Morphology and molecular phylogeny of two colepid species from China, Coleps amphacanthus Ehrenberg, 1833 and Levicoleps biwae jejuensis Chen et al., 2016 (Ciliophora, Prostomatida).
ABSTRACT: Two colepid ciliates, Coleps amphacanthus Ehrenberg, 1833 and Levicoleps biwae jejuensis Chen et al., 2016, were first recorded in China. Their living morphology, infraciliature and small subunit (SSU) rRNA gene sequences were determined using standard methods. The improved diagnosis of Coleps amphacanthus is as follows:cell size about 100×50 ?m in vivo, barrel-shaped; 22-28 ciliary rows each composed of about 14-21 monokinetids and two perioral dikinetids; 5-10 caudal cilia; and one terminal contractile vacuole. Levicoleps biwae jejuensis was also investigated, with an improved diagnosis given based on previous and present work. The phylogenetic analyses based on SSU rRNA gene sequences revealed that all Coleps species were grouped together, except for Coleps amphacanthus, which was grouped into a clade of the genus Levicoleps.
Project description:We found the euryhaline microalga, <i>Tetraselmis jejuensis</i> sp. nov., which was adapted to supralittoral tide pools with salinities varying from 0.3-3.1%. Fifteen strains of <i>T</i>. <i>jejuensis</i> were isolated from Daejeong (DJ) and Yongduam (YO), and clonal cultures were established in the laboratory. Morphological characterization revealed that the cells have a compressed shape, four flagella emerging from a depression near the apex in two opposite pairs, a cup-shaped chloroplast containing one pyrenoid surrounded by starch, and eyespot regions not located near the flagellar base. <i>T</i>. <i>jejuensis</i> cells showed distinct characteristics compared to other <i>Tetraselmis</i> species. First, a regular subunit pattern with honeycomb-like structures was predominantly displayed on the surface in the middle of the cell body. Second, the pyrenoid was invaded by both cytoplasmic channels comprising electron-dense material separated from the cytoplasm, and two branches of small cytoplasmic channels (canaliculi) in various directions, which characterize the subgenus <i>Tetrathele</i>. Eyespot regions containing a large number of osmiophilic globules, packed closely together and arranged in subcircular close packing of diverse sizes, were dispersed throughout the chloroplast. In the phylogenetic analysis of small subunit (SSU) rDNA sequences, the 15 strains isolated from DJ and YO separated a newly branched clade in the Chlorodendrophyceae at the base of a clade comprising the <i>T. carteriiformi/subcordiformis</i> clade, <i>T. chuii</i>/<i>suecica</i> clade, and <i>T. striata/convolutae</i> clade. The strains in the diverging clade were considered to belong to the same species. The SSU rDNA sequences of the DJ and YO strains showed a maximum difference of 1.53% and 1.19% compared to <i>Tetraselmis suecica</i> (MK541745), the closest species of the family based on the phylogenetic analysis, respectively. Based on morphological, molecular, and physiological features, we suggest a new species in the genus <i>Tetraselmis</i> named <i>Tetraselmis jejuensis</i>, with the species name "jejuensis" referring to the collection site, Jeju Island, Korea.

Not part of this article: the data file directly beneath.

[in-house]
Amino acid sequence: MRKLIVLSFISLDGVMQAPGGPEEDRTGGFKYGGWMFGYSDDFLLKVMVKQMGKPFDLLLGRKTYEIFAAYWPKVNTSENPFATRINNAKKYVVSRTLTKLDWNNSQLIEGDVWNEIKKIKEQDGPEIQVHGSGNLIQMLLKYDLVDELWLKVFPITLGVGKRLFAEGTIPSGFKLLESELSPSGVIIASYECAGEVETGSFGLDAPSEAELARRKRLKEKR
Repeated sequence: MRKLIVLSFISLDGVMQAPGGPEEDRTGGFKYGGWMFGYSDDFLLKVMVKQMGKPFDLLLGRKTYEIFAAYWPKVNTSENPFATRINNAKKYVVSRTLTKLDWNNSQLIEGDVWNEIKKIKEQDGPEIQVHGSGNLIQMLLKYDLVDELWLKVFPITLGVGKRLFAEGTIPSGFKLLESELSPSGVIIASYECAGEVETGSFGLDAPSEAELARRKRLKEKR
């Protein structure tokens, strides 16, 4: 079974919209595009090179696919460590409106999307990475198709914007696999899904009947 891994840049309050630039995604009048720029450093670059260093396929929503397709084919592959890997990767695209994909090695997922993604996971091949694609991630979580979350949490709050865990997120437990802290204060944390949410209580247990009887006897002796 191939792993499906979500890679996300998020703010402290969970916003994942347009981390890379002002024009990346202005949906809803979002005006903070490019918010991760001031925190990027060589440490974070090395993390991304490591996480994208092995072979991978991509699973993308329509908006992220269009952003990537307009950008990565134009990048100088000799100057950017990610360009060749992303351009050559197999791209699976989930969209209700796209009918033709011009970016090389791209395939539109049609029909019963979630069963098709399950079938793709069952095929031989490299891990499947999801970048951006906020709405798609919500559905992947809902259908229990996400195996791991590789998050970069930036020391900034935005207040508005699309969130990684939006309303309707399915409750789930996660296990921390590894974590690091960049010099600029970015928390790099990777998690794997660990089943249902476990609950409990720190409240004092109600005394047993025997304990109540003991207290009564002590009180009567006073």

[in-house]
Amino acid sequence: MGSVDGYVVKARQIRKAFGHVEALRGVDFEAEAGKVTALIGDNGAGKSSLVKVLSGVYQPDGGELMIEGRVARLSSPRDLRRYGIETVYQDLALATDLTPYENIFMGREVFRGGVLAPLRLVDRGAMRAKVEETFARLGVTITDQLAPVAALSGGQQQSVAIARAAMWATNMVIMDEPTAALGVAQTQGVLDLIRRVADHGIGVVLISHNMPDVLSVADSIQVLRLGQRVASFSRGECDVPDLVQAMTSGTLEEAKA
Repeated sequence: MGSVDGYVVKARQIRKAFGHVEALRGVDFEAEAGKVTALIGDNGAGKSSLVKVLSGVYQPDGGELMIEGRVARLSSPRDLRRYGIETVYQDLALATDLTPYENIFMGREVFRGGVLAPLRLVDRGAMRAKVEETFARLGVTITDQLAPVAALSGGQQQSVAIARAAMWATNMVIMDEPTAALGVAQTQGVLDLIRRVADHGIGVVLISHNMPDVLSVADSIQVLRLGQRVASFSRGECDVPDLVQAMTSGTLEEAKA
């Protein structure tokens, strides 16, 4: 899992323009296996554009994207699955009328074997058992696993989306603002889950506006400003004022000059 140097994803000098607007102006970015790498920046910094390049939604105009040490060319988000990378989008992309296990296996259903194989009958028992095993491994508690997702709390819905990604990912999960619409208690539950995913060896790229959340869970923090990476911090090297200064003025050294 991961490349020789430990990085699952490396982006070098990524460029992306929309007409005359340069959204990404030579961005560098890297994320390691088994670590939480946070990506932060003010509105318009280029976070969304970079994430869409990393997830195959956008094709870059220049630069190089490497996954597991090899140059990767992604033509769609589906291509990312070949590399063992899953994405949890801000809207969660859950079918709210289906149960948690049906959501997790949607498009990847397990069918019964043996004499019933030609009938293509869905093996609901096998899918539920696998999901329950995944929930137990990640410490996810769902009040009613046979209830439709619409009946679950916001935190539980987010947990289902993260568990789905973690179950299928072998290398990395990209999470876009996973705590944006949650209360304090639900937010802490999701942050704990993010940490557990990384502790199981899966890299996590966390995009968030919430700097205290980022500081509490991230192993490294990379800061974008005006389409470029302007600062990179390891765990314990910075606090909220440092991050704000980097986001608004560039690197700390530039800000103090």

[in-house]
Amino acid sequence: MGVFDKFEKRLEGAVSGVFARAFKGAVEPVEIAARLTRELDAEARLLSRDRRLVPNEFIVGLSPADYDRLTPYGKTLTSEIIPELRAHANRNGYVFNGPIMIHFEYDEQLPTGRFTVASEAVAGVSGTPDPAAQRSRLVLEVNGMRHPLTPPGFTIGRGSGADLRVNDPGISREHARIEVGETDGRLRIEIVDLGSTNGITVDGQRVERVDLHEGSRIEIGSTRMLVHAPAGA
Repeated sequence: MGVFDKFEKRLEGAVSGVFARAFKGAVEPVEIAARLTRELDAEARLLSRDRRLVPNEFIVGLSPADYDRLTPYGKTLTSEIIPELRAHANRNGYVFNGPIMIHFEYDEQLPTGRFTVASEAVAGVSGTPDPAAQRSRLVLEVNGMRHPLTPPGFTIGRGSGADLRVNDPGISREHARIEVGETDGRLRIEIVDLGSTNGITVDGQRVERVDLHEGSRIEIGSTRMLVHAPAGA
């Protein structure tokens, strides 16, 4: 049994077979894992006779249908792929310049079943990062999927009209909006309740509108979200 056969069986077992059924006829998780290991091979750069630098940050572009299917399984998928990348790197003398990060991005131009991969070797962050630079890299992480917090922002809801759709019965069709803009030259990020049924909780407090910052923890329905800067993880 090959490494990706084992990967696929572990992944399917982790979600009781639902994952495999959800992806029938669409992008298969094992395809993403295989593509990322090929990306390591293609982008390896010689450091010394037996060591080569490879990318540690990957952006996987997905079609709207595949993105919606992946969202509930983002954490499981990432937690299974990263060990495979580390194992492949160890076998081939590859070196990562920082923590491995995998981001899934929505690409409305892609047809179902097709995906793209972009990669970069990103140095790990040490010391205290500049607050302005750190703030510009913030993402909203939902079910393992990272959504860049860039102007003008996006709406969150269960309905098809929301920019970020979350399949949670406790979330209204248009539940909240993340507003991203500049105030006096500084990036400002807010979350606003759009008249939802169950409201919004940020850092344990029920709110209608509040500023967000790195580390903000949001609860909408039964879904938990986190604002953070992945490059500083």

Project description:The morphology and phylogeny of two new sessilid species, <i>Zoothamnium weishanicum</i> n. sp. and <i>Epicarchesium sinense</i> n. sp., two insufficiently known species, <i>Zoothamnium arbuscula</i> Ehrenberg, 1831 and <i>Zoothamnium hentscheli</i> Kahl, 1935, and a well-known species, <i>Carchesium polypinum</i> (Linnaeus, 1767) Ehrenberg, 1838, collected from freshwater habitats of China, were investigated. <i>Zoothamnium weishanicum</i> n. sp. is characterized by its inverted bell-shaped zooids, double-layered peristomial lip, alternately branched stalk, and two different-length rows in infundibular polykinety 3 (P3). <i>Epicarchesium sinense</i> n. sp. is recognized by its asymmetric-pyriform zooids, single-layered peristomial lip, conspicuous cortical blisters on the pellicle, dichotomously branched stalk, and P3 containing one short inner row and two long outer rows. Based on previous and newly obtained data of the three known species, improved diagnoses and redescriptions are provided including, for the first time, data on the infraciliature of <i>Z. arbuscula</i> and <i>Z. hentscheli</i>. In addition, we analyzed the phylogeny of each species based on SSU rDNA sequence data.